Different countries might also expect a certain amount of investment in return for the ability to operate there. This is not the same as an outright bribe, but customs officials might be persuaded to lower import/export tariffs or give bulk rates if they know that they are facilitating local investment. If you choose not to invest locally, you might find your costs increasing beyond what you saved on the investment.
Investment decisions by multinational companies include many different variables. For example, where can you get the greatest growth for your product? Many American-based companies are finding that they are achieving greatest growth overseas. On another front, for manufacturing companies based in America, it is cheaper to have labor overseas, so companies are deciding to build a new factory overseas. However, what many companies have found that even though it is "cheaper" to manufacture overseas, there are problems with quality control, shipping costs/delays, and potentially, local government issues. Service companies who set up their call centers overseas are now finding that an American customer does not wish to speak to someone overseas who: 1) does not speak English fluently and 2) Does not understand the nuances of the English language and therefore, cannot hold a conversation about a problem. So, although it was "cheaper" on paper, it cost the company in goodwill and customer satisfaction.
Our globalised world offers potentially massive opportunities for capitalising on the global market that is now on our doorstep. However, this also involves a huge number of decisions based on a bewildering number of variables. The context of each individual country in terms of its economy, politics and stability needs to be carefully assessed before making any decision regarding investing or not.
Operating as a multinational company can have both advantages and disadvantages. Operating in stable nations, with strong traditions of the rule of law, means more advantages than disadvantages. Operating in unstable nations, in which one's investments may be expropriated, means many risks.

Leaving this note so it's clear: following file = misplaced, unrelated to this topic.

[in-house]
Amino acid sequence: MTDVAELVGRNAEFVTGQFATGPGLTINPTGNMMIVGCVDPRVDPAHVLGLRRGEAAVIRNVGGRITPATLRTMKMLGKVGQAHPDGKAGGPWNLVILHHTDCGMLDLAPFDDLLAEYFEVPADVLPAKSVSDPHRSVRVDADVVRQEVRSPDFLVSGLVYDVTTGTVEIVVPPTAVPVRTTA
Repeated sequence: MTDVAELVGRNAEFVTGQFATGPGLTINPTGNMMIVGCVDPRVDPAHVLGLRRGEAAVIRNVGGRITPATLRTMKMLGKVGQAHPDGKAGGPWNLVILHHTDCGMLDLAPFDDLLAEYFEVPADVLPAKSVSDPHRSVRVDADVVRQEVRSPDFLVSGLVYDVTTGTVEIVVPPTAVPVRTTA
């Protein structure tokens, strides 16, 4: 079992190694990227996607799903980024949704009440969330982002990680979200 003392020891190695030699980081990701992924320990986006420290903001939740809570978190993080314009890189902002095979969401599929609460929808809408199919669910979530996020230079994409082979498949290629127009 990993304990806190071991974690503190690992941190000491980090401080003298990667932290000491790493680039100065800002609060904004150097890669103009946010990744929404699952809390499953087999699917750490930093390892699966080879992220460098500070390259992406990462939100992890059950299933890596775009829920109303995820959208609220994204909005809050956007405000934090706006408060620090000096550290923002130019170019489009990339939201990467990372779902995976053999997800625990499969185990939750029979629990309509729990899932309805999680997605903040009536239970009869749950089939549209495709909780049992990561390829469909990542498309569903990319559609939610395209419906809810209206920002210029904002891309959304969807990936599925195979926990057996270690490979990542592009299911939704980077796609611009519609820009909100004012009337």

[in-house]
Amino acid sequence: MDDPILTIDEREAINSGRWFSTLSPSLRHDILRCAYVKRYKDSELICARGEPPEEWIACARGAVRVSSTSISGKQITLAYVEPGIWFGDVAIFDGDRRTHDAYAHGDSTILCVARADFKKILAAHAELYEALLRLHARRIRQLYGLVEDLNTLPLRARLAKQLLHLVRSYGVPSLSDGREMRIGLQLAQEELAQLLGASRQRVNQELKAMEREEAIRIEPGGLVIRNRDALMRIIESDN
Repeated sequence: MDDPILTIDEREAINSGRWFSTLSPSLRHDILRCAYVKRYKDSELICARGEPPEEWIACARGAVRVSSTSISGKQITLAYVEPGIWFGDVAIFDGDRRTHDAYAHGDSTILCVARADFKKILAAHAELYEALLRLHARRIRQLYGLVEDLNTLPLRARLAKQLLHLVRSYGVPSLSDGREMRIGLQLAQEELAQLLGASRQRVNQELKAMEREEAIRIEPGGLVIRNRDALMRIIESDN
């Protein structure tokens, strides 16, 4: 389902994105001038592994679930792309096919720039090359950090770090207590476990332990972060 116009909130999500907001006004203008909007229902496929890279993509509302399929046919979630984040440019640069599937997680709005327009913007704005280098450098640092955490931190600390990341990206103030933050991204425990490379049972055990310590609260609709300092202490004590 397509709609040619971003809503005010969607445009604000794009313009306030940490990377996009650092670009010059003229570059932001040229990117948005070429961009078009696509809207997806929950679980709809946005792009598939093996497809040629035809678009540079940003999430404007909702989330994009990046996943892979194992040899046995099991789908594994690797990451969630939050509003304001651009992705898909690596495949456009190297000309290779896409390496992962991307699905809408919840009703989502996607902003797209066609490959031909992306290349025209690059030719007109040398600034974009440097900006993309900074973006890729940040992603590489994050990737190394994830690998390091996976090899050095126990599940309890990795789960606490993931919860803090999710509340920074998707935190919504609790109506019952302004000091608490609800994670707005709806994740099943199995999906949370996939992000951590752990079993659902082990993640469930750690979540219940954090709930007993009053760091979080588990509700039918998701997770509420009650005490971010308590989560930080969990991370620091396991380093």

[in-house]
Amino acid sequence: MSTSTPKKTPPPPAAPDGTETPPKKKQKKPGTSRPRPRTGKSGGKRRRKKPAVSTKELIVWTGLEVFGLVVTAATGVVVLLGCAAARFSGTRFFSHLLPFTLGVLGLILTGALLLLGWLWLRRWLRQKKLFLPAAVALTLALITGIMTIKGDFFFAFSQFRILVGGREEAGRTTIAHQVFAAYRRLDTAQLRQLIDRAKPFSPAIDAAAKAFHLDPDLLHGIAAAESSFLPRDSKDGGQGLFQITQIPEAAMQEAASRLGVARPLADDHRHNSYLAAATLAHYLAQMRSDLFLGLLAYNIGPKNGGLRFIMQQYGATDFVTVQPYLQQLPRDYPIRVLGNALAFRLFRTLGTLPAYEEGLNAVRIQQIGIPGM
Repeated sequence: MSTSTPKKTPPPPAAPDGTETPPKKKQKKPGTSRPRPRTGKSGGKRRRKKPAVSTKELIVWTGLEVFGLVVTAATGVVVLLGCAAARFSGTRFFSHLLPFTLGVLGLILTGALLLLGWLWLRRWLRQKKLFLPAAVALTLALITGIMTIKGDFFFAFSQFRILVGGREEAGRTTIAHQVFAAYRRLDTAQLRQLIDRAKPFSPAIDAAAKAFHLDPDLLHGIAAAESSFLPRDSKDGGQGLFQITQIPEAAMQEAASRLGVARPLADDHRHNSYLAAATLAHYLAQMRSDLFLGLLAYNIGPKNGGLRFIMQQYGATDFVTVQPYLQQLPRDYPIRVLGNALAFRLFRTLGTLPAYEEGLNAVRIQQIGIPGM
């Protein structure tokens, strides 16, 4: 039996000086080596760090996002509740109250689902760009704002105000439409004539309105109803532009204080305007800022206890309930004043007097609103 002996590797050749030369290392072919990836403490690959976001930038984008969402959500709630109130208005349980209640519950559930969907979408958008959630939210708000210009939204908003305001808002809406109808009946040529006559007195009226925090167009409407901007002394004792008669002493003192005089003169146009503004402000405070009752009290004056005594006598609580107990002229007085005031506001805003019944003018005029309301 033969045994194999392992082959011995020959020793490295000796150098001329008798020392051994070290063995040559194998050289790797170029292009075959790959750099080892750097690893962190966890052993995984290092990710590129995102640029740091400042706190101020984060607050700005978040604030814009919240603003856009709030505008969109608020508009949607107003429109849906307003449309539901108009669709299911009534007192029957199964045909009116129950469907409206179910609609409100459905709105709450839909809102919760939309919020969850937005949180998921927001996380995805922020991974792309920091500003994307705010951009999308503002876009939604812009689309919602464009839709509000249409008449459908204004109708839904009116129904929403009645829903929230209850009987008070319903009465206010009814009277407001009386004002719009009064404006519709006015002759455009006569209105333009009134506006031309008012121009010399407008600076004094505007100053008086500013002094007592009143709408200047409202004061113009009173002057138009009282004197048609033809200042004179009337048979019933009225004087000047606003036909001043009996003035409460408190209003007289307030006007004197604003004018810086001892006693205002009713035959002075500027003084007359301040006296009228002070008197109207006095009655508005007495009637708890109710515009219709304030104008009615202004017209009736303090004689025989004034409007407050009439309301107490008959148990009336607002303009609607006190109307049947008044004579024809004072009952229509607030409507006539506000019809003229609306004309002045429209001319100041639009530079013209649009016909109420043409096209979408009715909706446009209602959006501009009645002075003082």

Just deciding on what kind of market a company may have in a foreign country is a huge consideration. What is the local competition? What are the economic realities of the potential customer? What is valued in the foreign country? There are cultural aspects of this topic that can be very challenging.
Political situation, exchange rates, local labor laws and regulations on business, tax policy. All of these things and many others enter into the decision-making processes of multinationals. Frankly, another aspect of multinational business is lobbying governments to pass favorable legislation and lobbying your own government to put pressure on them to do so.
There are so many variables when a company is multinational. Let me give you a few of them.
First, a company would want to consider political and social stability. This will be important for any investment decision. Second, a company would also want to consider future growth. It is always good for a company to capture a growing market. Third, a company would also want to consider other geopolitical variables such as the possibility of war and the like.
It makes it so that the company has to make more decisions than it otherwise would. The company has to decide which nation or nations has better prospects for the investment to make a good return. It has to pay attention to the political climate in many countries. Basically, it just has to think about more variables when deciding how to invest.